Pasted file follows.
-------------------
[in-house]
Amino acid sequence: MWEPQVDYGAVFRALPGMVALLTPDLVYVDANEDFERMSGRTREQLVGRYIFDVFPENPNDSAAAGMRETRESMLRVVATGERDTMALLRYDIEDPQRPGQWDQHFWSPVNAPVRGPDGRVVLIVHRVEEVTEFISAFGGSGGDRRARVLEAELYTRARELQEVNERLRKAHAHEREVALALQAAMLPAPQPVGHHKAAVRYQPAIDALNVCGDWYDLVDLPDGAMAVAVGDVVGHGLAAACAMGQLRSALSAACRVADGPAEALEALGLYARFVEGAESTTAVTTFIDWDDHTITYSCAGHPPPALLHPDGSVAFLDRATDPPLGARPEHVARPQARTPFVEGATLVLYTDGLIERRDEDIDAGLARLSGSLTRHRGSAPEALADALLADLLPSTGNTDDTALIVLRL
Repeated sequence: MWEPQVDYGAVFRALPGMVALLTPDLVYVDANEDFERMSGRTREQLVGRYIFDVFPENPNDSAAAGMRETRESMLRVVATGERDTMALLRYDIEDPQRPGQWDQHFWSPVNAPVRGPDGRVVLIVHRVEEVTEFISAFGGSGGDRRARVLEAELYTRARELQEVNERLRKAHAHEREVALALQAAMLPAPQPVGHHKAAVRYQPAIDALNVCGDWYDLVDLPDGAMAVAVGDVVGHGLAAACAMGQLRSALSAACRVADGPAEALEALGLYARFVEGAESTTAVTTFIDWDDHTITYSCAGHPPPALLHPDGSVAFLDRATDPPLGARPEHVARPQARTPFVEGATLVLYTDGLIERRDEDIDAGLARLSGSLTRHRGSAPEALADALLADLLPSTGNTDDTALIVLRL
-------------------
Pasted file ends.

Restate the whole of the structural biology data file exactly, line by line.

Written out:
[in-house]
Amino acid sequence: MWEPQVDYGAVFRALPGMVALLTPDLVYVDANEDFERMSGRTREQLVGRYIFDVFPENPNDSAAAGMRETRESMLRVVATGERDTMALLRYDIEDPQRPGQWDQHFWSPVNAPVRGPDGRVVLIVHRVEEVTEFISAFGGSGGDRRARVLEAELYTRARELQEVNERLRKAHAHEREVALALQAAMLPAPQPVGHHKAAVRYQPAIDALNVCGDWYDLVDLPDGAMAVAVGDVVGHGLAAACAMGQLRSALSAACRVADGPAEALEALGLYARFVEGAESTTAVTTFIDWDDHTITYSCAGHPPPALLHPDGSVAFLDRATDPPLGARPEHVARPQARTPFVEGATLVLYTDGLIERRDEDIDAGLARLSGSLTRHRGSAPEALADALLADLLPSTGNTDDTALIVLRL
Repeated sequence: MWEPQVDYGAVFRALPGMVALLTPDLVYVDANEDFERMSGRTREQLVGRYIFDVFPENPNDSAAAGMRETRESMLRVVATGERDTMALLRYDIEDPQRPGQWDQHFWSPVNAPVRGPDGRVVLIVHRVEEVTEFISAFGGSGGDRRARVLEAELYTRARELQEVNERLRKAHAHEREVALALQAAMLPAPQPVGHHKAAVRYQPAIDALNVCGDWYDLVDLPDGAMAVAVGDVVGHGLAAACAMGQLRSALSAACRVADGPAEALEALGLYARFVEGAESTTAVTTFIDWDDHTITYSCAGHPPPALLHPDGSVAFLDRATDPPLGARPEHVARPQARTPFVEGATLVLYTDGLIERRDEDIDAGLARLSGSLTRHRGSAPEALADALLADLLPSTGNTDDTALIVLRL